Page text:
As I drive through the city of Rochester, NY, there are a few streets in which the radio signal from Jazz 90.1 encounters interference from a competing radio frequency. This recording captures the disruption in sound from one station to the other. In the resultant cacophony, the primary radio signal diminishes in quality and strength as the secondary signal interjects in irregular pulsations. The primary source does not disappear altogether; however, there is no clarity once the signal is disrupted. This recording also captures the sound of the turn signal and engine noise as a result of driving during the recording. Such found objects put the recording of the radio into a familiar context - driving and listening to the radio.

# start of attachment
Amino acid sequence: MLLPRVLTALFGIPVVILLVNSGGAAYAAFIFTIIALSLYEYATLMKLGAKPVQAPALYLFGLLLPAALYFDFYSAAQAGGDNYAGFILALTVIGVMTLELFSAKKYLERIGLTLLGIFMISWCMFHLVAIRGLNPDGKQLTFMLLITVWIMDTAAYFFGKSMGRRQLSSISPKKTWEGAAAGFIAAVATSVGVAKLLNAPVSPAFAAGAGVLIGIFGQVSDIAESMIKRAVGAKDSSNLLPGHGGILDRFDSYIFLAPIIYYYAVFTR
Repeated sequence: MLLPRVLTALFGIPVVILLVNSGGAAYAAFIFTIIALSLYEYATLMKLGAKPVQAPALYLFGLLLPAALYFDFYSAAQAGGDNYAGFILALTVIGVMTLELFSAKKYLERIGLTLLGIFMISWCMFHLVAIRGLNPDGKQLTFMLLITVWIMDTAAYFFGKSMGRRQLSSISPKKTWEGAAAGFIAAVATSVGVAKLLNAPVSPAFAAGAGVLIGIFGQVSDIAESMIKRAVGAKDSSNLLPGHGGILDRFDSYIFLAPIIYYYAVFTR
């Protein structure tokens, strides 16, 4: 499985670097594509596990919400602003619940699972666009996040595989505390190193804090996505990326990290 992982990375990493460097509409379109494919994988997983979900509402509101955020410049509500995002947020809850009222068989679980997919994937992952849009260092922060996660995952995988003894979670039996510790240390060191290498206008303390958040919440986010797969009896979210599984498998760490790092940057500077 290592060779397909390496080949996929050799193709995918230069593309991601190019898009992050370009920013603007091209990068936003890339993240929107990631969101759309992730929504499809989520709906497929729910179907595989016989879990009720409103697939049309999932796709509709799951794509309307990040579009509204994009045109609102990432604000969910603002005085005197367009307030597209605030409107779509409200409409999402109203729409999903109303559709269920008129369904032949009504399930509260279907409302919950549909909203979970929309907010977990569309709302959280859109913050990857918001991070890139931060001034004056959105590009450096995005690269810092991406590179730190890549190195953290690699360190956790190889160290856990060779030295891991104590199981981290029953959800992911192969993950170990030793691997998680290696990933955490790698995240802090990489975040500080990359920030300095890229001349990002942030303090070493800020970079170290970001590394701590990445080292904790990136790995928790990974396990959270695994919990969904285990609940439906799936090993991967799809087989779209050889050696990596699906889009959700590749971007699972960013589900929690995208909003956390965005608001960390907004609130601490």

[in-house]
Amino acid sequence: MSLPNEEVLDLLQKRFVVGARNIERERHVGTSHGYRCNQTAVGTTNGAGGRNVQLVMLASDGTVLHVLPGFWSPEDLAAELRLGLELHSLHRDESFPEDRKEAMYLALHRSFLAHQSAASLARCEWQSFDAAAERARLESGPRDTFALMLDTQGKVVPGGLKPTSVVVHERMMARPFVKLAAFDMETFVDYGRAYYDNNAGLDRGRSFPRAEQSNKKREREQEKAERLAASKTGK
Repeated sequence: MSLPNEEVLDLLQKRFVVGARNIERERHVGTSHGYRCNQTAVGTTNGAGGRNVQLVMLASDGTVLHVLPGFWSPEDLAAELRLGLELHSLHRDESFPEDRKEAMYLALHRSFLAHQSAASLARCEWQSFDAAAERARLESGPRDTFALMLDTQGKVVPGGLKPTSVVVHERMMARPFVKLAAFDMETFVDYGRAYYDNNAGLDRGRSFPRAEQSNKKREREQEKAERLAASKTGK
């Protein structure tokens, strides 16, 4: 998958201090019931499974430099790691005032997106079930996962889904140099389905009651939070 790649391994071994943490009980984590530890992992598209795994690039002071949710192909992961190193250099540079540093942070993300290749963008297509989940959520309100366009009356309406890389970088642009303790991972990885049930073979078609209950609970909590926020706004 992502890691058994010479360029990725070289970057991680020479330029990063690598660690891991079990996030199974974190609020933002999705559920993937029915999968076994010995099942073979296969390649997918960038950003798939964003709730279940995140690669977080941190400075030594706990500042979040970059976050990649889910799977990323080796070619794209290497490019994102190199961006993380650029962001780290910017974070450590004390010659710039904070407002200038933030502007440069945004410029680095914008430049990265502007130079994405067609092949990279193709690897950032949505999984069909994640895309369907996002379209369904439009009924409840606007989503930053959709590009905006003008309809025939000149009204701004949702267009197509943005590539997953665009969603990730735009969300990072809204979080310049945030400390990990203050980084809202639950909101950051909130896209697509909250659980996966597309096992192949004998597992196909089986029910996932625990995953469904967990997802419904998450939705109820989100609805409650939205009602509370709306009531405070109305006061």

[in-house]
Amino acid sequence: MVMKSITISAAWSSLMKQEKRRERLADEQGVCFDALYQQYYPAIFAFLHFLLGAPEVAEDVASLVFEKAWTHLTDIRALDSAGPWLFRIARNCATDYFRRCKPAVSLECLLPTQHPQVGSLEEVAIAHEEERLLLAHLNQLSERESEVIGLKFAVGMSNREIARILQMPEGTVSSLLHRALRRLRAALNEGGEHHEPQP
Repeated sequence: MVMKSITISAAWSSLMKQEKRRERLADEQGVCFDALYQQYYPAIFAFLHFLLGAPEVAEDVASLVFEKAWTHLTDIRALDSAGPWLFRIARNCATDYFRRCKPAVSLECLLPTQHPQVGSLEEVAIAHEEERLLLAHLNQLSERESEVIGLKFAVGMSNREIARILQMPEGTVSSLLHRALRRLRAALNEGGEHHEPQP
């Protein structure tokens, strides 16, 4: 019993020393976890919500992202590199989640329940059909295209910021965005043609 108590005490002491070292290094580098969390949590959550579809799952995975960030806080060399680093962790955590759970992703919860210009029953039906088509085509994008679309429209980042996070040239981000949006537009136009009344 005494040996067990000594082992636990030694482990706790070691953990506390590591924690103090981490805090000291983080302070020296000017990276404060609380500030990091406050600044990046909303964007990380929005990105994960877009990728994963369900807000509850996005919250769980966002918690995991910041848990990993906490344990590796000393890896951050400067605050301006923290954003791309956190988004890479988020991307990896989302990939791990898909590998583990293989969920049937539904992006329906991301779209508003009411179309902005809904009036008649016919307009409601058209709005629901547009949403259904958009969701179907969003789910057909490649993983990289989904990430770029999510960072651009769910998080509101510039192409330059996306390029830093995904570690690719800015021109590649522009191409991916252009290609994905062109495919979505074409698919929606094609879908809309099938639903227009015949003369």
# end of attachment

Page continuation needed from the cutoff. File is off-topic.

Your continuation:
This is the sound of turning on and off a FM radio station that is not tuned in to a legitimate station on a multi-faceted Sony playback system. By using a remote, one can hear the static or lack of clarity in hearing a FM radio station when incorrectly tuned. The sound heard is the static when no station, specifically, is tuned in or set.
Jean Dominique and Michele Montas report from Miami on the growing presence of Haitian immigrants, here called 'boat people,' in creole for a RadioHaiti broadcast. Retrieved from the Duke RadioHaiti archives